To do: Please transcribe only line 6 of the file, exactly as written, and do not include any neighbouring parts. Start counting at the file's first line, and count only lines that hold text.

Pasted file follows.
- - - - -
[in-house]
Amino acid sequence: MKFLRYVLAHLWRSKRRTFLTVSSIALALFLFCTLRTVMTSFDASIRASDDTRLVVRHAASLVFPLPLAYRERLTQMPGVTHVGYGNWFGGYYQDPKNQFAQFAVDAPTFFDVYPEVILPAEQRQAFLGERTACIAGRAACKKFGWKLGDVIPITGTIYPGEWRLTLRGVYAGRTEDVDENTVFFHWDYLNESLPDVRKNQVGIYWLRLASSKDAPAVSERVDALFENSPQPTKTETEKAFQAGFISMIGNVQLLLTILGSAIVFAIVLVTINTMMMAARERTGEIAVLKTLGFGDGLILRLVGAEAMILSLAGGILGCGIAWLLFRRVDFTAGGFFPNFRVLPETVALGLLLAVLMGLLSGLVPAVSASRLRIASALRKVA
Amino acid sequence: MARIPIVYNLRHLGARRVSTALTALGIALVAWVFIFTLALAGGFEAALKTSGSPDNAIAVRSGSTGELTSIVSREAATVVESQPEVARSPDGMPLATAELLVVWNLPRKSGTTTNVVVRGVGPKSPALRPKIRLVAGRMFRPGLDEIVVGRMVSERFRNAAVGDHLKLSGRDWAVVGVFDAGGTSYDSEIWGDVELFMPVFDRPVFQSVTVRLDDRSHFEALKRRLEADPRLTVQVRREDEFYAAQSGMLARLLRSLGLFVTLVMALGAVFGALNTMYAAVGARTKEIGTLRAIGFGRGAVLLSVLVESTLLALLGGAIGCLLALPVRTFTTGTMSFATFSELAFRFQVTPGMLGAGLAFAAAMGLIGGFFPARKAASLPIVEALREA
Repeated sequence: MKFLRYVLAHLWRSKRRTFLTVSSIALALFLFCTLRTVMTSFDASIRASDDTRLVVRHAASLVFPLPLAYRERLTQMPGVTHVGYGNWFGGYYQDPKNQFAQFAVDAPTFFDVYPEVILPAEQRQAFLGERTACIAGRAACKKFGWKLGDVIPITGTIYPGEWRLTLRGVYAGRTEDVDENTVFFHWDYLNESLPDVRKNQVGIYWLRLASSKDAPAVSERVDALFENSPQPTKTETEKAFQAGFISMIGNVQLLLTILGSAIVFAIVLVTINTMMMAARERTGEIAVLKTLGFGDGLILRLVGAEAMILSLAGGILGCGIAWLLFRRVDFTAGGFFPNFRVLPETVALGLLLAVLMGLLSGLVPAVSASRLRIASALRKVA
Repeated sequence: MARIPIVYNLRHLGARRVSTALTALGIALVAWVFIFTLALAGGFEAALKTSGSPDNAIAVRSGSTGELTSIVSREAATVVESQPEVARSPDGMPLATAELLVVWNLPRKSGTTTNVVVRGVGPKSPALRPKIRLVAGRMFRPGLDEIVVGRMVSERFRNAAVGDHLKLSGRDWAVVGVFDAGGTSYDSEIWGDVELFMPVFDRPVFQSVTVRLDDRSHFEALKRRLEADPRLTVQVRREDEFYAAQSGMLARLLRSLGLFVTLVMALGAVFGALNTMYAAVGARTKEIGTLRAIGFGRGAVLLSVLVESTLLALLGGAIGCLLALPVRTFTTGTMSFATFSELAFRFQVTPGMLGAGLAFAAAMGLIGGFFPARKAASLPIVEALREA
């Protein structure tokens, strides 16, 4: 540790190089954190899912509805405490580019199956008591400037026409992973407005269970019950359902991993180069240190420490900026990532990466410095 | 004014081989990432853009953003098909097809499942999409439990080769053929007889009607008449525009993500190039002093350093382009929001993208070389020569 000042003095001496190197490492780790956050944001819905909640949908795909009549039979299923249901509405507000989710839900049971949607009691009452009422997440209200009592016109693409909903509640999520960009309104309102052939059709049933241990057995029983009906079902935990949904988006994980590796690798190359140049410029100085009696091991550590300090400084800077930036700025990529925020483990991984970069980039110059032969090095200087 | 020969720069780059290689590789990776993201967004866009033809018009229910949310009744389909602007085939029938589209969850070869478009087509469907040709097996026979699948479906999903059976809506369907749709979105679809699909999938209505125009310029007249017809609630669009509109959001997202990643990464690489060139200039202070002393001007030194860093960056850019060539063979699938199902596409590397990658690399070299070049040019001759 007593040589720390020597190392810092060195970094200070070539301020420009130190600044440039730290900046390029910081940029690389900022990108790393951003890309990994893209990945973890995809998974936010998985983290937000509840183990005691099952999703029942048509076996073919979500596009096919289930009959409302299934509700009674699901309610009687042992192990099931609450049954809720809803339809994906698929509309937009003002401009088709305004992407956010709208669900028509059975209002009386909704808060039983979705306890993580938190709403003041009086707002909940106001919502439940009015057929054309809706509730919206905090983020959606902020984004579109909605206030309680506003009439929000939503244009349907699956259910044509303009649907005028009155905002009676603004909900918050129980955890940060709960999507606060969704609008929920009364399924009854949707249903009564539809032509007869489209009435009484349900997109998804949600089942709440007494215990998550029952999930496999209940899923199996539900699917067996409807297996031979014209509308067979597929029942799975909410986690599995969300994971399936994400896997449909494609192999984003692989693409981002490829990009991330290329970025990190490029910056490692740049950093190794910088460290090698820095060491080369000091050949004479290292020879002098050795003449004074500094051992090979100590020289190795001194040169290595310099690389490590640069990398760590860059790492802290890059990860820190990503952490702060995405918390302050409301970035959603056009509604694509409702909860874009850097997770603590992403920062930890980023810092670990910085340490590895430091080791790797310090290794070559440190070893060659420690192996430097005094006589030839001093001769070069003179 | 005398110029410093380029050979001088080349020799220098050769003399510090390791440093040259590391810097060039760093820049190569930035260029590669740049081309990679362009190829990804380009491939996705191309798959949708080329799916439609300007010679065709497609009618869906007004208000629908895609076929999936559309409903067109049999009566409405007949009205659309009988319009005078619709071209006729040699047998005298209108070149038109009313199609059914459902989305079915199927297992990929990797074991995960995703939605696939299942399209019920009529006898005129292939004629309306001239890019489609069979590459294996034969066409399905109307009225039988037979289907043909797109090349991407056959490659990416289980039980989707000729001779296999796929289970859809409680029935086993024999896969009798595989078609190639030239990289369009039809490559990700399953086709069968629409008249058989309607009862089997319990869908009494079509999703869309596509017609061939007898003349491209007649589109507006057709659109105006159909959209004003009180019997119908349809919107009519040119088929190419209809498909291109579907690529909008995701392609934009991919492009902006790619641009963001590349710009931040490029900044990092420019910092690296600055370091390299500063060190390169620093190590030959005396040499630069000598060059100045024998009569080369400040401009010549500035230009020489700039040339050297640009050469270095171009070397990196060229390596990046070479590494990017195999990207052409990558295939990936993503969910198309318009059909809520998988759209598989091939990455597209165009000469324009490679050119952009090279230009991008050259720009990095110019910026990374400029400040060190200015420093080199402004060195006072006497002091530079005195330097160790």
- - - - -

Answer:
């Protein structure tokens, strides 16, 4: 540790190089954190899912509805405490580019199956008591400037026409992973407005269970019950359902991993180069240190420490900026990532990466410095 | 004014081989990432853009953003098909097809499942999409439990080769053929007889009607008449525009993500190039002093350093382009929001993208070389020569 000042003095001496190197490492780790956050944001819905909640949908795909009549039979299923249901509405507000989710839900049971949607009691009452009422997440209200009592016109693409909903509640999520960009309104309102052939059709049933241990057995029983009906079902935990949904988006994980590796690798190359140049410029100085009696091991550590300090400084800077930036700025990529925020483990991984970069980039110059032969090095200087 | 020969720069780059290689590789990776993201967004866009033809018009229910949310009744389909602007085939029938589209969850070869478009087509469907040709097996026979699948479906999903059976809506369907749709979105679809699909999938209505125009310029007249017809609630669009509109959001997202990643990464690489060139200039202070002393001007030194860093960056850019060539063979699938199902596409590397990658690399070299070049040019001759 007593040589720390020597190392810092060195970094200070070539301020420009130190600044440039730290900046390029910081940029690389900022990108790393951003890309990994893209990945973890995809998974936010998985983290937000509840183990005691099952999703029942048509076996073919979500596009096919289930009959409302299934509700009674699901309610009687042992192990099931609450049954809720809803339809994906698929509309937009003002401009088709305004992407956010709208669900028509059975209002009386909704808060039983979705306890993580938190709403003041009086707002909940106001919502439940009015057929054309809706509730919206905090983020959606902020984004579109909605206030309680506003009439929000939503244009349907699956259910044509303009649907005028009155905002009676603004909900918050129980955890940060709960999507606060969704609008929920009364399924009854949707249903009564539809032509007869489209009435009484349900997109998804949600089942709440007494215990998550029952999930496999209940899923199996539900699917067996409807297996031979014209509308067979597929029942799975909410986690599995969300994971399936994400896997449909494609192999984003692989693409981002490829990009991330290329970025990190490029910056490692740049950093190794910088460290090698820095060491080369000091050949004479290292020879002098050795003449004074500094051992090979100590020289190795001194040169290595310099690389490590640069990398760590860059790492802290890059990860820190990503952490702060995405918390302050409301970035959603056009509604694509409702909860874009850097997770603590992403920062930890980023810092670990910085340490590895430091080791790797310090290794070559440190070893060659420690192996430097005094006589030839001093001769070069003179 | 005398110029410093380029050979001088080349020799220098050769003399510090390791440093040259590391810097060039760093820049190569930035260029590669740049081309990679362009190829990804380009491939996705191309798959949708080329799916439609300007010679065709497609009618869906007004208000629908895609076929999936559309409903067109049999009566409405007949009205659309009988319009005078619709071209006729040699047998005298209108070149038109009313199609059914459902989305079915199927297992990929990797074991995960995703939605696939299942399209019920009529006898005129292939004629309306001239890019489609069979590459294996034969066409399905109307009225039988037979289907043909797109090349991407056959490659990416289980039980989707000729001779296999796929289970859809409680029935086993024999896969009798595989078609190639030239990289369009039809490559990700399953086709069968629409008249058989309607009862089997319990869908009494079509999703869309596509017609061939007898003349491209007649589109507006057709659109105006159909959209004003009180019997119908349809919107009519040119088929190419209809498909291109579907690529909008995701392609934009991919492009902006790619641009963001590349710009931040490029900044990092420019910092690296600055370091390299500063060190390169620093190590030959005396040499630069000598060059100045024998009569080369400040401009010549500035230009020489700039040339050297640009050469270095171009070397990196060229390596990046070479590494990017195999990207052409990558295939990936993503969910198309318009059909809520998988759209598989091939990455597209165009000469324009490679050119952009090279230009991008050259720009990095110019910026990374400029400040060190200015420093080199402004060195006072006497002091530079005195330097160790």